Toyota may be able to boast that is has Australia’s best-selling large SUV with the Prado range, but the cheaper Fortuner model line has been unable to replicate that success as sales tumble compared to 2016.
In an attempt to stem the flow away pricing across the range has been slashed with discounts of at least $5000, while all model grades have had equipment levels boosted slightly.
The entry-level Fortuner GX now starts from $42,590 (plus on-road costs, six-speed manual) with new 17-inch alloy wheels in place of the previous steel wheels and rear park sensors join the standard equipment list. The new price is $5400 cheaper than before.
Carry-over standard features include cloth seat trim, a cooled glovebox, Bluetooth connectivity, six-speaker audio, steering wheel audio controls, and projector headlamps.
The mid-grade Fortuner GXL has had a $5500 price-trim to start from $47,490 (plus on-roads) for the six-speed manual. The GXL adds satellite navigation, digital radio, and Toyota Link connectivity features via a 7.0-inch touchscreen.
The GXL also comes with keyless entry and start, roof rails, fog lamps, a colour instrument cluster display, rear privacy tint, and downhill assist control.
Adding a six-speed auto to either the GX or GXL costs $2000 and the GXL can be optioned with a premium interior including dark brown leather-appointed seat trim and electrically-adjustable front seats for another $2500.
The range-topping Fortuner Crusade is available as an automatic only starting from $56,990 (plus on-roads) or $5000 less than before. New features include heated front seats with power adjustment, LED fog lamps (replacing halogen fog lamps) and an 11-speaker JBL audio system.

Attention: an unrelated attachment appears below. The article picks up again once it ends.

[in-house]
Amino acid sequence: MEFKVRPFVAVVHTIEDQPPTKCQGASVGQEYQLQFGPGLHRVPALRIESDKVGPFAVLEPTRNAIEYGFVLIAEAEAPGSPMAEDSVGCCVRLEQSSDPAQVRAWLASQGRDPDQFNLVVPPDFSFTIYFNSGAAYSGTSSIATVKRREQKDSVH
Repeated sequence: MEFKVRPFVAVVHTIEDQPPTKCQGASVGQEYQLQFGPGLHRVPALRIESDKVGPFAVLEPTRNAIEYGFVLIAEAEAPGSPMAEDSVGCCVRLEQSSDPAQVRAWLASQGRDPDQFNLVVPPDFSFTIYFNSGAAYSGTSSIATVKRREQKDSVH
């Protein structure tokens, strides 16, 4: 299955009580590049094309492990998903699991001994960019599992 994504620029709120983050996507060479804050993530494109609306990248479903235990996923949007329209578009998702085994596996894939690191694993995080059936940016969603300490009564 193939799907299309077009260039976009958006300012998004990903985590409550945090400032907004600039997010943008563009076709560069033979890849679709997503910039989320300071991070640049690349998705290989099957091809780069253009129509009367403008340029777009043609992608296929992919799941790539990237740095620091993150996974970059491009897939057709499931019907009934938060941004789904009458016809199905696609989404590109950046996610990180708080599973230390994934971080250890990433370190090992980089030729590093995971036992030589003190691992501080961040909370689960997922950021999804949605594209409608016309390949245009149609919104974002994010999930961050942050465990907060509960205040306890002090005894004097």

A powered tailgate, bi-LED headlights, 18-inch alloy wheels, climate control and leather trim (in fawn or brown) are also part of the Crusade’s equipment list.
Under the bonnet, all Fortuner variants continue with a 2.8-litre four-cylinder turbo diesel engine (shared with HiLux and Prado) producing 130kW of power and 450Nm of torque when paired with the six-speed automatic, or 420Nm for manual versions.
Official fuel consumption is listed at 7.8 l/100km for the manual and 8.6 l/100km for the automatic.
To the end of September 2017 the Toyota Fortuner has tallied just 1960 sales, a decline of over 40 percent compared to this time last year, putting it behind Toyota’s own Kluger (9136 sales) and Prado (12,071) while also trailing direct competitors including the Holden Trailblazer (2311), Mitsubishi Pajero Sport (5489) and Isuzu MU-X (5829), all of which have managed to grow sales year-on-year.
Fortuner GX manual - $42,590
Fortuner GX automatic - $44,590
Fortuner GXL manual - $47,490
Fortuner GXL automatic - $49,490
Fortuner Crusade automatic - $56,900
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